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Two heads are better than one

Problem 624 Published on Saturday, 7th April 2018, 01:00 pm; Solved by 232

An unbiased coin is tossed repeatedly until two consecutive heads are obtained. Suppose these occur on the $(M-1)$th and $M$th toss.
Let $P(n)$ be the probability that $M$ is divisible by $n$. For example, the outcomes HH, HTHH, and THTTHH all count towards $P(2)$, but THH and HTTHH do not.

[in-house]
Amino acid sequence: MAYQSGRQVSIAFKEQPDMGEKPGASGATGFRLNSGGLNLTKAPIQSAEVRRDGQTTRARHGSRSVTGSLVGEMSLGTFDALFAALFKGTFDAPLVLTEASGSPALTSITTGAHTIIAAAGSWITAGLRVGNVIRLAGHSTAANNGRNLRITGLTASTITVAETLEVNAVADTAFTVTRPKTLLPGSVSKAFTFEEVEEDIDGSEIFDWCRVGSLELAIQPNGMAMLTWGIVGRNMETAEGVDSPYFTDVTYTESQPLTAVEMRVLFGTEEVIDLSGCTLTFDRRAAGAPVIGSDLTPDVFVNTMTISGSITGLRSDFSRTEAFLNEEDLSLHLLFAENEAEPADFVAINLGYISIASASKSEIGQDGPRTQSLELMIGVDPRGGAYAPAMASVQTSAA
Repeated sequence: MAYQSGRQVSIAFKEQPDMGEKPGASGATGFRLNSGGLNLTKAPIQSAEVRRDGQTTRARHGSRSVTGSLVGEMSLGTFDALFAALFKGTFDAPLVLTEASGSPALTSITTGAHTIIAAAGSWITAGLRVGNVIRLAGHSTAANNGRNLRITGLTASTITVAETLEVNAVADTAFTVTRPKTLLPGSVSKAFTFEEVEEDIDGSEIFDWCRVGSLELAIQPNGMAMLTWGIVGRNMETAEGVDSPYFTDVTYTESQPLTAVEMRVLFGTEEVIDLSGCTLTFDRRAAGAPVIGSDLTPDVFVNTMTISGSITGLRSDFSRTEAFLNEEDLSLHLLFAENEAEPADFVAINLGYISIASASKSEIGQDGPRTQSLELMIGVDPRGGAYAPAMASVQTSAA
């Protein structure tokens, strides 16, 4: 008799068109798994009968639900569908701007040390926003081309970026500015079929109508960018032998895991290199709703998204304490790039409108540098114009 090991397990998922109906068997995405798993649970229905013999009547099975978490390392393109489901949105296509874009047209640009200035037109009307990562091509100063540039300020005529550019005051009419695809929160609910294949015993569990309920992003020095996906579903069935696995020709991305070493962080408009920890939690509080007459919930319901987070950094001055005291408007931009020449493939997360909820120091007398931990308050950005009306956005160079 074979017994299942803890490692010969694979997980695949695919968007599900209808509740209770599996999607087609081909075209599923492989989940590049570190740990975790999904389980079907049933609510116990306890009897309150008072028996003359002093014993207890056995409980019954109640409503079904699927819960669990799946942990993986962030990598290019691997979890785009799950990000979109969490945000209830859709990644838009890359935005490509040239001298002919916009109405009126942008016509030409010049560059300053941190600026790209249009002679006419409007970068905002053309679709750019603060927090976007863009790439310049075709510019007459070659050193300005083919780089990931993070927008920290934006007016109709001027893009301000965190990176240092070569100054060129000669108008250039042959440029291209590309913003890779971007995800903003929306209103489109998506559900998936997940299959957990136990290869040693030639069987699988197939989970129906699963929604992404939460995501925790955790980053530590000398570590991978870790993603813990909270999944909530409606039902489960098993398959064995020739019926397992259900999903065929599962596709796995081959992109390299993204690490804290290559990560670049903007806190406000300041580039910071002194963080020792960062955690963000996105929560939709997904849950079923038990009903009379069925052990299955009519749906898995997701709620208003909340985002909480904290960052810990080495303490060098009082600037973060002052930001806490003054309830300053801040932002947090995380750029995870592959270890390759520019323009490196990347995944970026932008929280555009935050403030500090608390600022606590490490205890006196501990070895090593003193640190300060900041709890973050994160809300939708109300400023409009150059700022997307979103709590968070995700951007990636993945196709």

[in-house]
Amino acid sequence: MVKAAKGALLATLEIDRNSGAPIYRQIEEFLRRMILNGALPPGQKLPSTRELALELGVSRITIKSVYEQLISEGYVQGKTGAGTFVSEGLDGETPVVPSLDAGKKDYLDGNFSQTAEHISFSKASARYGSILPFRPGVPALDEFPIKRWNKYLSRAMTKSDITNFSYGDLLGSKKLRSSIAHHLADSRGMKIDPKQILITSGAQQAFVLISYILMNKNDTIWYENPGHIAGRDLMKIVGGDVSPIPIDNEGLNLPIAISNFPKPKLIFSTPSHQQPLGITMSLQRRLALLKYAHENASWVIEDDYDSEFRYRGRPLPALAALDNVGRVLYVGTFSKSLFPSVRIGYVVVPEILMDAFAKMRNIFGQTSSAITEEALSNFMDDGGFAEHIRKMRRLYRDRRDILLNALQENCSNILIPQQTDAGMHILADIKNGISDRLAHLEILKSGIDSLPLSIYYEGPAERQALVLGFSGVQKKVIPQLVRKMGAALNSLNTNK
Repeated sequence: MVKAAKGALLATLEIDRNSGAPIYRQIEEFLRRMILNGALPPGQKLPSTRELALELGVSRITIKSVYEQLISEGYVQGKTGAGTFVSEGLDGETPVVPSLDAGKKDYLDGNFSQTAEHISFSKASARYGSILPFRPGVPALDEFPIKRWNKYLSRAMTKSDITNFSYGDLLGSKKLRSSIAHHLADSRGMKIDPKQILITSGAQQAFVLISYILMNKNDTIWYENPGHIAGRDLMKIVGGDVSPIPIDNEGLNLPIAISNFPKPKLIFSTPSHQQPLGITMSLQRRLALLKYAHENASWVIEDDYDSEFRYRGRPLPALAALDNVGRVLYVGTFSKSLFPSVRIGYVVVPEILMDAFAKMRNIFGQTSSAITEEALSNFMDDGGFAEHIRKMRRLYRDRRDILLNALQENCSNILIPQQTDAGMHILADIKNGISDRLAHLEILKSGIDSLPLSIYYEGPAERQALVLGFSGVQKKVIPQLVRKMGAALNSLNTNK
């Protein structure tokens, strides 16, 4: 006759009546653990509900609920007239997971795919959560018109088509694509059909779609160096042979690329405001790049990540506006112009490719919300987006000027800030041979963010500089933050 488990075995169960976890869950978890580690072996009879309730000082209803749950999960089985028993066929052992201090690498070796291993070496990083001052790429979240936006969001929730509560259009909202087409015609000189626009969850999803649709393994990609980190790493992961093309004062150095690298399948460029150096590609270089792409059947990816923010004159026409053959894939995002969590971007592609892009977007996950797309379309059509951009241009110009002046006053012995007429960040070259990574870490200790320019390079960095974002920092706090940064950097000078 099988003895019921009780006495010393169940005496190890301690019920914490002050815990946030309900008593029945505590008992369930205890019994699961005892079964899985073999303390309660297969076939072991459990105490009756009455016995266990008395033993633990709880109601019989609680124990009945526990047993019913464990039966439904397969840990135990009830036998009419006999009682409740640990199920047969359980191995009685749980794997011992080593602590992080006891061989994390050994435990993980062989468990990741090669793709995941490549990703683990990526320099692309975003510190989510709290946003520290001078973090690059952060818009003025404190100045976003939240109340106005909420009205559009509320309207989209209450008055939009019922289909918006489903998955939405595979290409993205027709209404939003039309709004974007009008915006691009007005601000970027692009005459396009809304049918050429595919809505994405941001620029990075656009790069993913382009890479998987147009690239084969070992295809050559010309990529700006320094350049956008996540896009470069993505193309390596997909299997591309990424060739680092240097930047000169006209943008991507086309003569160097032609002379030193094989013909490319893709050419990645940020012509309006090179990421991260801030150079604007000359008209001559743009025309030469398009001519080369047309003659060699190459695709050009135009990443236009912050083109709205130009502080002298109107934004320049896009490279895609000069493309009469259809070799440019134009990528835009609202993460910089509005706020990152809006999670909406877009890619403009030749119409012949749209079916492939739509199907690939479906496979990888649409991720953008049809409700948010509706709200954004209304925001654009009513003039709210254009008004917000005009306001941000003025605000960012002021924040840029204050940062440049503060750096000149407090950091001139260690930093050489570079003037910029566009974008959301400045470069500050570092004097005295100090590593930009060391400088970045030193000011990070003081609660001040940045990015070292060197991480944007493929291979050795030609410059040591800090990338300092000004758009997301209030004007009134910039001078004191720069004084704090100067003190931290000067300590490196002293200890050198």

You are given that $P(2) =\frac 3 5$ and $P(3)=\frac 9 {31}$. Indeed, it can be shown that $P(n)$ is always a rational number.

For a prime $p$ and a fully reduced fraction $\frac a b$, define $Q(\frac a b,p)$ to be the smallest positive $q$ for which $a \equiv b q \pmod{p}$.
For example $Q(P(2), 109) = Q(\frac 3 5, 109) = 66$, because $5 \cdot 66 = 330 \equiv 3 \pmod{109}$ and 66 is the smallest positive such number.
Similarly $Q(P(3),109) = 46$.

Find $Q(P(10^{18}),1\,000\,000\,009)$.